Attention all business owners: with the publication of the regulations issued by the Department of Cooperative Governance and Traditional Affairs dated 25 March 2020 (“Lockdown Regulations”) you should by now have determined whether your business is eligible to qualify as an Essential Services Business or not (if you are still uncertain, give us a call!).
If you have determined that you are indeed a provider of ‘essential goods’ and/or ‘essential services’, you have probably asked yourself the following:
“What do I, or my employees, say or do, if we are questioned by an enforcement officer during this lockdown period?
Do I simply say I am a staff member of an “Essential Service Business” and be on my merry way or will they arrest me on the spot?”.
In terms of the Lockdown Regulations, it will be imperative for you to demonstrate to the enforcement officer that your movements are not restricted during this time. (Note, that you won’t be able to go out and about, outside of your scope of employment as an essential services provider!)
To this end, it will be best to produce some form of confirmation, right?
We can assist you in this regard by –
providing you with a letter from our office detailing your argument why your business falls within the scope of a provider of “Essential Services and Essential Goods” (if this is indeed the case), and which argument is in line with the Lockdown Regulations;
preparing a confirmatory letter to be signed by the ‘head of your institution’ / chief executive officer, and to be placed on your company letterhead, demonstrating how your business is providing ‘Essential Services’ and ‘Essential Goods’;
assistance with your application and registration as an “Essential Services Business” with the Department of Trade, Industry and Competition via its Bizportal website and CIPC. (Minister of Trade and Industry, Ebrahim Patel, has announced that all businesses that will be allowed to provide essential services are required to seek approval from the Department of Trade, Industry and Competition for them to trade during the period of the lockdown. Mr. Patel advised said that such businesses are required to apply to the Companies and Intellectual Property Commission (CIPC) Bizportal website and obtain a certificate from the Commission that allows them to continue trading. The certificate can then be used as evidence to authorities requiring same that indeed the business has been given government permission to trade and that its employees are able to have unrestricted movement ONLY in the course of that trade); and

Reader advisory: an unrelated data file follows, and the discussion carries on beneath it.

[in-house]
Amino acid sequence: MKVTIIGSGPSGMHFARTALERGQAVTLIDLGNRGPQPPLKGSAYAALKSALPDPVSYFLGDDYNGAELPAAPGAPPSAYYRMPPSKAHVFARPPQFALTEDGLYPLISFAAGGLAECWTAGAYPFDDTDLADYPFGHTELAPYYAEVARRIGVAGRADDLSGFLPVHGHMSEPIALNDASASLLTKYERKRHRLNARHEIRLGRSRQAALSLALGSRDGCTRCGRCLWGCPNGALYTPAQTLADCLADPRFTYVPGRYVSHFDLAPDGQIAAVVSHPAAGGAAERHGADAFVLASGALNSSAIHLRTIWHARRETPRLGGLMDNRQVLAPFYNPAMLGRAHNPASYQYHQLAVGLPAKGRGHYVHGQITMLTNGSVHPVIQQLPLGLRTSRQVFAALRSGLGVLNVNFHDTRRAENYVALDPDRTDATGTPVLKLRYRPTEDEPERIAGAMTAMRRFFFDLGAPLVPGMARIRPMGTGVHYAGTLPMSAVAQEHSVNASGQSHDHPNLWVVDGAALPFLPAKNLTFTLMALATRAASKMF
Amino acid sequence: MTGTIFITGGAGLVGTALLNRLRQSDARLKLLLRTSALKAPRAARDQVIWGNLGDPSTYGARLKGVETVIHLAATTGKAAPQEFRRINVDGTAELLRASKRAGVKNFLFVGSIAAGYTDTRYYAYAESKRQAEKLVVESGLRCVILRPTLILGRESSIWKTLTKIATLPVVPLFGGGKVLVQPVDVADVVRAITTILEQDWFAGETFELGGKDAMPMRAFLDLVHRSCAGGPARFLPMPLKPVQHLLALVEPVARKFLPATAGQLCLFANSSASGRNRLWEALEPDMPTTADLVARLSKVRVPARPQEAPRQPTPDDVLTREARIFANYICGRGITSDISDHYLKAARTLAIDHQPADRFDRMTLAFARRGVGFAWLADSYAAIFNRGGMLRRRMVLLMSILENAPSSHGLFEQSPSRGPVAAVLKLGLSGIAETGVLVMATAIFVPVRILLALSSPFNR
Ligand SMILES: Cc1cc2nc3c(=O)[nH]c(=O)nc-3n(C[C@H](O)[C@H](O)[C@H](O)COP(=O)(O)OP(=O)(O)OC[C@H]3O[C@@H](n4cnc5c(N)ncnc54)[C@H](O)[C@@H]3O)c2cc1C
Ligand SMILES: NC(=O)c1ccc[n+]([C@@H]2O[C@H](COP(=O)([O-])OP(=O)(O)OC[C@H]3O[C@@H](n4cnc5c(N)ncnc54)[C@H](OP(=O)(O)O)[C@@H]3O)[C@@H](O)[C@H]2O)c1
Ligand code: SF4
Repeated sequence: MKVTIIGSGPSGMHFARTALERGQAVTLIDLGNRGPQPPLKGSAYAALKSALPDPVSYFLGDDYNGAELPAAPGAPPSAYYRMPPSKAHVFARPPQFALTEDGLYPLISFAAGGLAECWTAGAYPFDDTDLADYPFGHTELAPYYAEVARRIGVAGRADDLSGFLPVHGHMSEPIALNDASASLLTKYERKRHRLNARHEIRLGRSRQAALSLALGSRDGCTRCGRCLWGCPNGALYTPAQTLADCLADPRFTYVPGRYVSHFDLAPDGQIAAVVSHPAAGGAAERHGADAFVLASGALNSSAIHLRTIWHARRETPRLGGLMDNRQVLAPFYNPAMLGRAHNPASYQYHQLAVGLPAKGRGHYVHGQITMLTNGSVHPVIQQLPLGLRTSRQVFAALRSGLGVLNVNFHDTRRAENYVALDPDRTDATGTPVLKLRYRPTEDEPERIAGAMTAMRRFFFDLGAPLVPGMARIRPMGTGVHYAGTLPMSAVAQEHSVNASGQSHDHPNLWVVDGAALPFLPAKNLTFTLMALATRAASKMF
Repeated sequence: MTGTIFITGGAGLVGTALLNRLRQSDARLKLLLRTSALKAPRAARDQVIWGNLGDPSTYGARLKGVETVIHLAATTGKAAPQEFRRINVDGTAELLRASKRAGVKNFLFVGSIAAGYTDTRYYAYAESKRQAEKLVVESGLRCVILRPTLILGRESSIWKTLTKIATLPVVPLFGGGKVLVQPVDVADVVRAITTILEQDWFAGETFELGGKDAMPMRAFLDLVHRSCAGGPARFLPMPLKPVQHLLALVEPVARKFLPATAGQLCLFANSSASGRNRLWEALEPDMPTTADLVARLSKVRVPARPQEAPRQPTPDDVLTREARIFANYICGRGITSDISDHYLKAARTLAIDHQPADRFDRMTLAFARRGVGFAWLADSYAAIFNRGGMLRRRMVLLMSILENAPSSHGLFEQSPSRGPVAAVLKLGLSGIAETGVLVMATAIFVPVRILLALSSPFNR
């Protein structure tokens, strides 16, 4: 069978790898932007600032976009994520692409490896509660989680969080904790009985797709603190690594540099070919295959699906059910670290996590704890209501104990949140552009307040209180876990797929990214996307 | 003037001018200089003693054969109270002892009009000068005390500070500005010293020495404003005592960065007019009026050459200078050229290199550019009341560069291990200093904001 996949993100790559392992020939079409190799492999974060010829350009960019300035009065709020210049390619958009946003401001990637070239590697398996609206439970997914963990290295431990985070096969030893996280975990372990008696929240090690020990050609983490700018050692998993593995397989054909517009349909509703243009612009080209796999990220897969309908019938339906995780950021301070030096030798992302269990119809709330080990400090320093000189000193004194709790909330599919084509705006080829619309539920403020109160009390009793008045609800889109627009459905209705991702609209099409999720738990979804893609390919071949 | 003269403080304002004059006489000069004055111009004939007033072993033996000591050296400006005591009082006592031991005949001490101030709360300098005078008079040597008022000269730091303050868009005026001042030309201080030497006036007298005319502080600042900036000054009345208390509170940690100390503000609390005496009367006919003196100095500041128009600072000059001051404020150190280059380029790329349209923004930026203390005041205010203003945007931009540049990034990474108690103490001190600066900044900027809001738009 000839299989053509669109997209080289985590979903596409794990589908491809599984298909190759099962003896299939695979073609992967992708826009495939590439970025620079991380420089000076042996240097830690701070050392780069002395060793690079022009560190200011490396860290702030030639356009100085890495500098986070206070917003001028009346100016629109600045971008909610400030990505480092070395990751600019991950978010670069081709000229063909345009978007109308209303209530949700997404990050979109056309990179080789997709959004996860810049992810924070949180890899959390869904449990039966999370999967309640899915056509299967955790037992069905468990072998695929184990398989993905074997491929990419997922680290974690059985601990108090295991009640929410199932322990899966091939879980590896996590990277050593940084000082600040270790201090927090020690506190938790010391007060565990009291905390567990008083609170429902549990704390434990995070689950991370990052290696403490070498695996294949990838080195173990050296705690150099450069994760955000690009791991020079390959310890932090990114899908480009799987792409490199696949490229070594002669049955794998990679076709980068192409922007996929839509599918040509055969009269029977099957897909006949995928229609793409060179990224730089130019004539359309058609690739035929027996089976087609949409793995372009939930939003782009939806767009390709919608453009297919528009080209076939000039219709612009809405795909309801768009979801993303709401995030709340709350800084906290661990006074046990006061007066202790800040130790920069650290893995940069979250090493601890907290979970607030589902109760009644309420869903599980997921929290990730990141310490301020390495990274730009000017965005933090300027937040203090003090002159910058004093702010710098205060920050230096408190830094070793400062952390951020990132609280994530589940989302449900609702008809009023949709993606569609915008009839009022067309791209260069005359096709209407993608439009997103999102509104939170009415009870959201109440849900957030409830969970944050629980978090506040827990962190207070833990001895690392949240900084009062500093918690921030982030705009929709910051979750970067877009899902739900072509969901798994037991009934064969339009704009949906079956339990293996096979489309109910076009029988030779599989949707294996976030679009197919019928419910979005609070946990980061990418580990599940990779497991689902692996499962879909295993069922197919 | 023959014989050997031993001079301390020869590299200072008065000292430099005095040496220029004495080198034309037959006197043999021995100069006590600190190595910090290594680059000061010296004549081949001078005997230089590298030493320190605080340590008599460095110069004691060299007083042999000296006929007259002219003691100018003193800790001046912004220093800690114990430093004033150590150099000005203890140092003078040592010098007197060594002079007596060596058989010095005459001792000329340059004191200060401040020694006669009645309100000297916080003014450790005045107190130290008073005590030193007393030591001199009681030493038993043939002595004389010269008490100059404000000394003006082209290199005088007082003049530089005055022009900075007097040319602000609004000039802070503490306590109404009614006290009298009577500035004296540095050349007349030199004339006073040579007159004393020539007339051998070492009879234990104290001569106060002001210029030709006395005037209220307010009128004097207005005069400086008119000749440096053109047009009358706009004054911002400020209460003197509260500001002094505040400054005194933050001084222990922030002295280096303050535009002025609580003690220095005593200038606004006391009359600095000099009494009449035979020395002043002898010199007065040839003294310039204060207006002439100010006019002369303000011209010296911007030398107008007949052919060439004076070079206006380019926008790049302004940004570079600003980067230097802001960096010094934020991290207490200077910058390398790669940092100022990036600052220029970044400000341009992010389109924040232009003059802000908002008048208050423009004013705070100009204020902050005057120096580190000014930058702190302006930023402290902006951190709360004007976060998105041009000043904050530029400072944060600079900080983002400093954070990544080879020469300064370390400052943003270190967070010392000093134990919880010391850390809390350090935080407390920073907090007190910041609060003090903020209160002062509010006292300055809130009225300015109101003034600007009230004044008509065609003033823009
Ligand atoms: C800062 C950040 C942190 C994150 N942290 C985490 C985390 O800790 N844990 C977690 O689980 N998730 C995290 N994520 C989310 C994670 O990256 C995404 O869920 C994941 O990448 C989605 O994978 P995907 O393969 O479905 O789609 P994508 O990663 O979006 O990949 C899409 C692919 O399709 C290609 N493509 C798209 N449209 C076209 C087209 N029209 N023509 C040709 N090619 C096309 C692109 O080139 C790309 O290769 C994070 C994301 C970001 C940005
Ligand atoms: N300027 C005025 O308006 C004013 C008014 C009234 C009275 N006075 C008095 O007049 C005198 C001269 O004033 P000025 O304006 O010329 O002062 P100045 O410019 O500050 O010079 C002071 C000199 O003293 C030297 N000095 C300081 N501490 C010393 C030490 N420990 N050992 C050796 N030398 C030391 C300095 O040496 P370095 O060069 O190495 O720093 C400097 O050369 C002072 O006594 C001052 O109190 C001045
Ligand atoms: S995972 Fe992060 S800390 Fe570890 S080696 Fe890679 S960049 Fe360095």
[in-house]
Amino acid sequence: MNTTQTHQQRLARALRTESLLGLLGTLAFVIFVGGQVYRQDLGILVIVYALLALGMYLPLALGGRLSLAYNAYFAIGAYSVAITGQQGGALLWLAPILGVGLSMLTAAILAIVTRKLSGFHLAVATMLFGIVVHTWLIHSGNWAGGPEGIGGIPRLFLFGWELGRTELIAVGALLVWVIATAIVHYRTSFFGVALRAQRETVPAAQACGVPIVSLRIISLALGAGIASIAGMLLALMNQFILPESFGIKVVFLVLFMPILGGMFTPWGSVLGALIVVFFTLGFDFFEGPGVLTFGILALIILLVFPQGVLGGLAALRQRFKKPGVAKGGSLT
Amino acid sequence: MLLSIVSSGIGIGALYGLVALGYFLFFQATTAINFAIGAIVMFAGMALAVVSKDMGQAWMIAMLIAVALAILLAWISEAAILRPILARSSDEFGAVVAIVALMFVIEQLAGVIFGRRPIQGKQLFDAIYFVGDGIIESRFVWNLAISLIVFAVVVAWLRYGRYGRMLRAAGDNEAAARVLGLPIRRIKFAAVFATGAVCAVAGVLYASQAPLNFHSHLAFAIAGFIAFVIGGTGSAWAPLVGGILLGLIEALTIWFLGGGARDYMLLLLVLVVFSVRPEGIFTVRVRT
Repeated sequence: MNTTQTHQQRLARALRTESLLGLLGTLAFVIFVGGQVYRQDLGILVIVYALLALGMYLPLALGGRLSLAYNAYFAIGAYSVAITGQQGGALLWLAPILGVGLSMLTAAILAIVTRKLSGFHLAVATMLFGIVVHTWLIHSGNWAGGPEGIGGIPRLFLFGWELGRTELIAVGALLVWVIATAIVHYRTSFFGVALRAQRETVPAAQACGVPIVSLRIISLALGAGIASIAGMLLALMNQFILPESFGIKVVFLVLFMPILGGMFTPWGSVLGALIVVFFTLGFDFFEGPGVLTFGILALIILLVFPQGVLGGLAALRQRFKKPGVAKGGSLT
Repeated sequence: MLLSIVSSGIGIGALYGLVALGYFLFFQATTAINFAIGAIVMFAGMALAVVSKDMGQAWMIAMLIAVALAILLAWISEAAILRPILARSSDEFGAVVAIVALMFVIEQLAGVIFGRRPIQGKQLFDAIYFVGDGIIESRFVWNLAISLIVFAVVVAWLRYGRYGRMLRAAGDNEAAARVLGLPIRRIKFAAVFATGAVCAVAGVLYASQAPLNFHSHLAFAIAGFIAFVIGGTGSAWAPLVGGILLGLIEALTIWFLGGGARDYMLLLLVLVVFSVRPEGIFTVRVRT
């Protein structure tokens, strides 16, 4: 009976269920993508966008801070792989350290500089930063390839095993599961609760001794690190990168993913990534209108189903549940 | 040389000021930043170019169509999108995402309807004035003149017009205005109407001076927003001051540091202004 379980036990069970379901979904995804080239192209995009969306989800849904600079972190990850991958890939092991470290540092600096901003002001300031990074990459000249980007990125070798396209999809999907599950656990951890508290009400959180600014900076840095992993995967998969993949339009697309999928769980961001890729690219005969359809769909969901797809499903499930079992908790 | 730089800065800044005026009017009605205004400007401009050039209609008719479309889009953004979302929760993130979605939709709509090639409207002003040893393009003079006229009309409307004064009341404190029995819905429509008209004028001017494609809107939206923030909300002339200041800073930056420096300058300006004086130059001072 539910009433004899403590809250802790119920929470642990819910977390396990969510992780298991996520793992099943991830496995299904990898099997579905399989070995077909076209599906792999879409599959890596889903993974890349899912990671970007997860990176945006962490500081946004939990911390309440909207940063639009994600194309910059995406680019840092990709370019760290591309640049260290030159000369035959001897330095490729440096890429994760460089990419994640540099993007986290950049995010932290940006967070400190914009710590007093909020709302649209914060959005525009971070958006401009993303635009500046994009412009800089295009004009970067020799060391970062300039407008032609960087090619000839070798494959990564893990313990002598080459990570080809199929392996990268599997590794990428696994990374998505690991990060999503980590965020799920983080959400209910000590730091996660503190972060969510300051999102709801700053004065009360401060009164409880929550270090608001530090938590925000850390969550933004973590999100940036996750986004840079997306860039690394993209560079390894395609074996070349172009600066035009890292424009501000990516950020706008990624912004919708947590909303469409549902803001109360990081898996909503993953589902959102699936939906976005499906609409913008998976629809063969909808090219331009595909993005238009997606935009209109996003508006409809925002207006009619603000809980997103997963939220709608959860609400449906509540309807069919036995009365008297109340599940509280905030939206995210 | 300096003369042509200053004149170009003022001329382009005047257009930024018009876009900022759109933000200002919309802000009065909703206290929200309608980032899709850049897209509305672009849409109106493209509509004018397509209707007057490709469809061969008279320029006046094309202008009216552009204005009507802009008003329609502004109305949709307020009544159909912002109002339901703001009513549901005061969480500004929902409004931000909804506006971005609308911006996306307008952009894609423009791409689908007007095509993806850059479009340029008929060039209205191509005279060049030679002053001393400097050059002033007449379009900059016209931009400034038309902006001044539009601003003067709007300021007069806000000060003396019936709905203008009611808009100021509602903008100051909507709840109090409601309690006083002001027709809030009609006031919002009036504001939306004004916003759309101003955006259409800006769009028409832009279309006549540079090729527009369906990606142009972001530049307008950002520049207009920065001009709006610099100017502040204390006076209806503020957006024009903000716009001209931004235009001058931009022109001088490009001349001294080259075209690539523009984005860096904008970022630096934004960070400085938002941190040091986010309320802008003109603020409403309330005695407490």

ensuring that your staff members are in possession of a duly signed Annexure C Form: Permit to Perform Essential Services.
If you have these documents in place, you should be in a position to confidently proceed with your duties as an essential services provider.
Should an enforcement officer still proceed with an arrest, immediately make contact with your legal team who will be able to approach a court on an urgent basis, for a declaratory order.
For assistance with the above, please get in touch with us at firstname.lastname@example.org or contact us on 021 948 8273.
O’Reilly Law Team
Article by Brent Petersen. Brent Petersen is a commercial litigation associate at O’Reilly Law.
Disclaimer: This post is for informational purposes only and not for providing legal advice. Acting on information given herein is done at your own risk and no attorney and client is formed hereby. We will update this post, as appropriate, and as this is a developing story.
O’Reilly Law Inc. is a corporate and commercial law firm in Cape Town providing legal solutions to Startups, Entrepreneurs and High-Growth Companies.